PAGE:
WHA uses many of its industry-leading analysis tools and methods to analyze hazards in non-oxygen oxidizers, liquefied fuels, fuel gases, and compressed or cryogenic liquid “inerts.” Many of these fluids pose their own unique hazards in addition to more general pressure system hazards (including pressure vessel failures, explosions, BLEVEs, and catalytic reactions).
WHA uses the same tools and methods described in the OFRA method for non-oxygen oxidizers. Particular consideration is given to the specific and inherent hazards of non-oxygen oxidizers including decomposition, violent oxidation, and toxicity. WHA’s hazard analyses are consistent with industry guidelines, standards, and codes as follows:
- Nitrous Oxide (CGA G-8.1 and G-8.2, EIGA Doc. 116/07)
- Nitrogen Trifluoride (CGA G-14, EIGA Doc 92/03)
- Fluorine (CGAG-15 and EIGA Doc 140)
- Ozone (CGA P-34)
WHA uses its modified OFRA analysis methods to evaluate and provide mitigation principles to address the unique handling, decomposition, reactivity and flammability hazards of reactive fluids and fuels. The storage, handling and use of flammable, combustible, and reactive fluids are evaluated by WHA consistent with industry practices such as NFPA 30, Flammable and Combustible Liquids Code, and others suitable best-practice standards of care.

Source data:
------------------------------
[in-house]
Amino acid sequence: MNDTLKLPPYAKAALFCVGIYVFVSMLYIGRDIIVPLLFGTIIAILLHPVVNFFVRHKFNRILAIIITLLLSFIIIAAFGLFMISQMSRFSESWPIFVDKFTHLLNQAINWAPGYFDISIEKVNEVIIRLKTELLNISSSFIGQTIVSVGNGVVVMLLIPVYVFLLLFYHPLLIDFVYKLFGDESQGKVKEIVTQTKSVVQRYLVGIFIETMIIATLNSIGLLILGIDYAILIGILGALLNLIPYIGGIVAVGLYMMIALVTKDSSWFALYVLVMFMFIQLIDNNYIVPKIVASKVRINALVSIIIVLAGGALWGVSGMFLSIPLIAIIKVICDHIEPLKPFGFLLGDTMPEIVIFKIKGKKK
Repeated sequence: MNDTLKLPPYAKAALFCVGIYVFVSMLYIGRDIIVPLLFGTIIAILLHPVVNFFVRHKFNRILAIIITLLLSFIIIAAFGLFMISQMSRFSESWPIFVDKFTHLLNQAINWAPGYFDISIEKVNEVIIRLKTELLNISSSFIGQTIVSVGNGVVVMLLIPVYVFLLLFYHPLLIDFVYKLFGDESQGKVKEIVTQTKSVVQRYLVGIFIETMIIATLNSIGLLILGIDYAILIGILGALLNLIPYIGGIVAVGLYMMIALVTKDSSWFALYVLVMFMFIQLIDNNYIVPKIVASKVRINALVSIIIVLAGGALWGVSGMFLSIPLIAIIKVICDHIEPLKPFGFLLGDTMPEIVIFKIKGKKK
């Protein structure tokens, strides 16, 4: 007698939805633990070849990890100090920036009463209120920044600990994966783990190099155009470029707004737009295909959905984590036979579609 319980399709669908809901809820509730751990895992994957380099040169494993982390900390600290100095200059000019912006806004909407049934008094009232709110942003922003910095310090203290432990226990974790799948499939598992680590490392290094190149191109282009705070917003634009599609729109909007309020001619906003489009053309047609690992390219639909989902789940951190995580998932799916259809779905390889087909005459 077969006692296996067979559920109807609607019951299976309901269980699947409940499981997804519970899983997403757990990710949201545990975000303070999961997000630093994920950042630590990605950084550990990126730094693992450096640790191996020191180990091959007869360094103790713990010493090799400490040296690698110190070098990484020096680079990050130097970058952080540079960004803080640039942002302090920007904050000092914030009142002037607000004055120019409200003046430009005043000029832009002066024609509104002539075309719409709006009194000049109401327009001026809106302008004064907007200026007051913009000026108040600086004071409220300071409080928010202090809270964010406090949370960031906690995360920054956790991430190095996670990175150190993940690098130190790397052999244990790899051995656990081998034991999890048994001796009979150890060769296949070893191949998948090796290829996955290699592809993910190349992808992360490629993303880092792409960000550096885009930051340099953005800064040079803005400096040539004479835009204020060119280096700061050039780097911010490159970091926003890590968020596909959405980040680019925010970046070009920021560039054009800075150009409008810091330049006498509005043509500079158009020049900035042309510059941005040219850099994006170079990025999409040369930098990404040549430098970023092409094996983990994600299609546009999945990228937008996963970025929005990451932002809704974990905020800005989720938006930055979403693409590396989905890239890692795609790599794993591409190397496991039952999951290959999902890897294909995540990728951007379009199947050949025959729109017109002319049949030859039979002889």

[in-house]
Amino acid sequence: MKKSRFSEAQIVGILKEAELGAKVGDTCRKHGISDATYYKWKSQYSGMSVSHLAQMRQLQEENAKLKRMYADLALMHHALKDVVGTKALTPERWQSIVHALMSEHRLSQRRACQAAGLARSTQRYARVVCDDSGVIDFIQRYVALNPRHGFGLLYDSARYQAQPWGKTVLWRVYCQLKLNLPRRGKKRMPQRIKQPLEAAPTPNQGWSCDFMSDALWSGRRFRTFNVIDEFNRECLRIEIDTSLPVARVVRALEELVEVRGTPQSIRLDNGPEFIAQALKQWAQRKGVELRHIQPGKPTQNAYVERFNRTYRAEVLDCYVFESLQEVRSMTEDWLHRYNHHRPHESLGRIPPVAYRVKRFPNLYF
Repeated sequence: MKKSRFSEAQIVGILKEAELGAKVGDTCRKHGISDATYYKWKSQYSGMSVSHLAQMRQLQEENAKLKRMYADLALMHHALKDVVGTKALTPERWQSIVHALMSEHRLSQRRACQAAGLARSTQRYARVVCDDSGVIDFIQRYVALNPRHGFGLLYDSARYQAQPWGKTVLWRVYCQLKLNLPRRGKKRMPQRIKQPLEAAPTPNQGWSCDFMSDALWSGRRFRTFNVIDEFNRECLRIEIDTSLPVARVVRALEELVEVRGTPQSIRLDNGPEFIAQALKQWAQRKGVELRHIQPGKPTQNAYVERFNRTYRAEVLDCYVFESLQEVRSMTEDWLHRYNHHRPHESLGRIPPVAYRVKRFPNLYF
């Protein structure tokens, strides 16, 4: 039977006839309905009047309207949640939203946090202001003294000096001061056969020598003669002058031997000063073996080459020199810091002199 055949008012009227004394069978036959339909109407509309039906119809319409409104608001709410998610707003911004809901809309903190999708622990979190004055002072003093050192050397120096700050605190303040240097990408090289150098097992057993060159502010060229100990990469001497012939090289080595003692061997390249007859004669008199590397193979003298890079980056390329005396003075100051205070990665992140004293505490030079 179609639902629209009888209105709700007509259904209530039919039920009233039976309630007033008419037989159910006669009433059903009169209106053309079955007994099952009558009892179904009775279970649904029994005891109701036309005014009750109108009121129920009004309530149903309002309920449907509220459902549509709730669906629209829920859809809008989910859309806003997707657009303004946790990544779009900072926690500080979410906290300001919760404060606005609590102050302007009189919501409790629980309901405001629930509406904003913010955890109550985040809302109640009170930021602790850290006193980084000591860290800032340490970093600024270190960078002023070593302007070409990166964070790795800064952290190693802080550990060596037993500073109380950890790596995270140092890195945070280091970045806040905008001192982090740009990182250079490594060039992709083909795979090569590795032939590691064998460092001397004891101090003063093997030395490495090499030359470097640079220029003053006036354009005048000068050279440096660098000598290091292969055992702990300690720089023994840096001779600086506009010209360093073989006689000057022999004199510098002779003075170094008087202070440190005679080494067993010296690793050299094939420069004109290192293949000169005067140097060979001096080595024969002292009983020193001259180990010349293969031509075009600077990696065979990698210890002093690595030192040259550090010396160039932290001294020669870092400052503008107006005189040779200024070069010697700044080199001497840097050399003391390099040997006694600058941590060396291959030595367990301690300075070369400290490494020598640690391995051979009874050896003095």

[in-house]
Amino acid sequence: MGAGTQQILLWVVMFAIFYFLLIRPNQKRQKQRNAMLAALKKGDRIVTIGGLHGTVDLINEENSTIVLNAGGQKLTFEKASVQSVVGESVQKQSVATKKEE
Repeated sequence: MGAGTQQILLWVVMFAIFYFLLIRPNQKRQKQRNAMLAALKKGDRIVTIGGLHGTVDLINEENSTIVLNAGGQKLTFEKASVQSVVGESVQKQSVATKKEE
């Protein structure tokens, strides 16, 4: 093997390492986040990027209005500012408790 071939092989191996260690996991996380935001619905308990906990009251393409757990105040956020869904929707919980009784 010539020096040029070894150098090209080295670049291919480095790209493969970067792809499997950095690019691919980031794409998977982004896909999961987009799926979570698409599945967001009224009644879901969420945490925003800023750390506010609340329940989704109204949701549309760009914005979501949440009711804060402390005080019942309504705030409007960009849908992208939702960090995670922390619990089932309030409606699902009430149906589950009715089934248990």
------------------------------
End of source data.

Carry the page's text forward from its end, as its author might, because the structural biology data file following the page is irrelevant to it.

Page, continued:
- natural gas
- synthesis gas
- and others
Cryogenic Liquids and Compressed Inerts
WHA’s specialized OFRA and Failure Modes and Effects Analysis (FMEA) methods are uniquely capable of evaluating and mitigating hazards associated with cryogenic liquids, high-pressure compressed inert fluids, and the unique potential energy releases associated with these systems. Though these systems often comprise inert liquids or gases, the potential energies for a failure can be substantial necessitating storage and handling consistent with industry guidance from CGA and best practices such as NFPA 55, Compressed Gases and Cryogenic Fluids Code.
- and others
Failure Modes & Effects Analysis (FMEA)
Pressurized fluids of any kind are subject to common risks associated with the potential for large energy releases (blast) if the pressure containment is compromised or fails. A Failure Mode and Effects Analysis (FMEA) is an in-depth review that considers a system’s design and methodically identifies of all credible single-point failure modes (SPFs) and their potential effects on the system and its surroundings.
An FMEA is often required as part of a system-level or component-level OFRA to ensure that failure modes do not produce additional oxygen hazards.
The following are examples of common failures modes in pressure-system equipment for consideration based on component type:
- Pressure Regulator: Fail Open, Fail Closed, Oscillates, External Leakage, Internal Leakage
- Filter: Clogs, Passes Contaminants
- Relief Valve, Burst Disc: External Leakage, Fail to Relieve, Fail Open
- Check Valve: Fail Open, Fail Closed, External Leakage, Internal Leakage
- Quick Disconnect: Fail to Separate, Separate Prematurely, Leak Before/After Disconnect
- Manual Valve: Fail Open, Fail Closed, External Leakage, Internal Leakage
- Pump: Fail On, Fail Off
- Flow Meter: Erroneous High Indication, Erroneous Low Indication
- Orifice: Clog
- Flex Hose: External Leakage
- Heat Exchanger: External Leakage, Internal Leakage